President Trump is a symptom of a very real rift in our culture and our politics. He has exploited that chasm and found a way to both use it for his own purposes and worsen it. For this reason alone, he is the worst man to ever occupy the White House and he deserves all the condemnation that he will receive from historians in the future.
But impeachment is a big mistake, a very big mistake. Democrats, who have never quite come to grips with the fact that they really lost the 2016 election and that a majority of the Electoral College actually gave a clown a majority of votes, have walked into a trap.
Pure and simple, the president will not be removed from office. Even the toughest prosecutors around would never bring a case to trial if they believe the evidence will not persuade a jury to convict. And regardless of the clear evidence of abuse of power and soliciting bribery, the jury of the U.S. Senate will not convict the president. The public’s support for impeachment, let alone removal from office, is actually down a few points after the bombshell public hearings in the House. Most Americans have their minds made up one way or the other, and even if the remaining one in five ultimately leans toward impeachment, there will still be about 45% or so who will oppose it. At the same time, the president’s approval rating is at 44%, actually up a point or two. And the economy is soaring, with the chief economist for Goldman now projecting that unemployment could be as low as 3.25% by next fall.
Where is impeachment going? Debate and a vote in favor in the House. Debate and defeat in the Senate. Only the actual dates of the latter are in doubt.
So why pursue it? If, as leading Democrats say, it is a matter of principle, then where was that principle when President Clinton was having an affair with an intern in his employ and when he lied to a grand jury? And where was the outrage over principle when President George W. Bush lied to Congress, the public, and the United Nations about weapons of mass destruction in Iraq?
Elections are supposed to be the will of the people, only overturned for the gravest reasons. When I polled for Reuters three weeks after the contested election of 2000, I found that only 57% of those who voted for Al Gore agreed that if Bush were declared the winner, he would actually be the “legitimate” President. But even worse, two in three Bush voters said that Gore would be “illegitimate.” When Mitch McConnell said in 2010 that his No. 1 priority in leading Senate Republicans was to ensure that President Obama would get only one term, he was essentially saying again that elections do not matter if my candidate doesn’t win.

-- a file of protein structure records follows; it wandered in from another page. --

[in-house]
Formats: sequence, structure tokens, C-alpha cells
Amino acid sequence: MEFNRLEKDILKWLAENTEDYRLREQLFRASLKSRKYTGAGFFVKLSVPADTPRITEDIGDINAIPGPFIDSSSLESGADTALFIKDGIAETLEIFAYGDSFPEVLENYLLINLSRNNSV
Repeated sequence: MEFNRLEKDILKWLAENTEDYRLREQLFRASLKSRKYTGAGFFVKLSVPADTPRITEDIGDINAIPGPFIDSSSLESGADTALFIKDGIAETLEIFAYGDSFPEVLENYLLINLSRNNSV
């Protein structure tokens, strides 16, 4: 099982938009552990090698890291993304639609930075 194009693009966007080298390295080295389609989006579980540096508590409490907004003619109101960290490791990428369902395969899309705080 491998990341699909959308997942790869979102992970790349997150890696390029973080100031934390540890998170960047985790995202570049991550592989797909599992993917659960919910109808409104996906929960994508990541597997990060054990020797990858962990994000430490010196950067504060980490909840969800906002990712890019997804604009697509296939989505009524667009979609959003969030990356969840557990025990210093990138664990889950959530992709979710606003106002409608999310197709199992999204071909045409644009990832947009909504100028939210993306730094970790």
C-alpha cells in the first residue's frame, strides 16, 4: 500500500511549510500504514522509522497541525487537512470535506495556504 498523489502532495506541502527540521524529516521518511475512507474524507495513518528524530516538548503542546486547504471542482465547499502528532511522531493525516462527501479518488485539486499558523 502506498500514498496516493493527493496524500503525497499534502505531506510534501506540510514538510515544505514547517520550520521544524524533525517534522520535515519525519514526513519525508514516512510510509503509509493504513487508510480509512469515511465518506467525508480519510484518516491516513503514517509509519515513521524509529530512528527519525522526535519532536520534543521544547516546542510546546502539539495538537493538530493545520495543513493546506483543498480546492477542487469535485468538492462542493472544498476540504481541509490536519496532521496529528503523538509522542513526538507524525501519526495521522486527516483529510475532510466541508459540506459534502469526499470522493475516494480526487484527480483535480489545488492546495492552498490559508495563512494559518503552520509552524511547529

We are in the same predicament with impeachment. Both sides have their own facts, their own base, their own reality — and neither side is about to back down. Thus we are left with the only reason for actually going through with the process: to make a point.
And that is what is so troubling. We live in a world where all we do is make a point.
I will give due credit to both houses of Congress for passing bipartisan family leave for federal workers and other things — but what about immigration, infrastructure, the environment, a higher minimum wage and so on? Instead, we have government by social media.
Impeachment isn’t going to work. It won’t make us better. It won’t heal any wounds. Impeachment will only leave us where we started: hopelessly split as a nation.
I think the House should instead vote to censure the president for the charges they have developed. Then pass bills on infrastructure, immigration, minimum wage and more — and use those as their platform going into 2020. That would make a real point.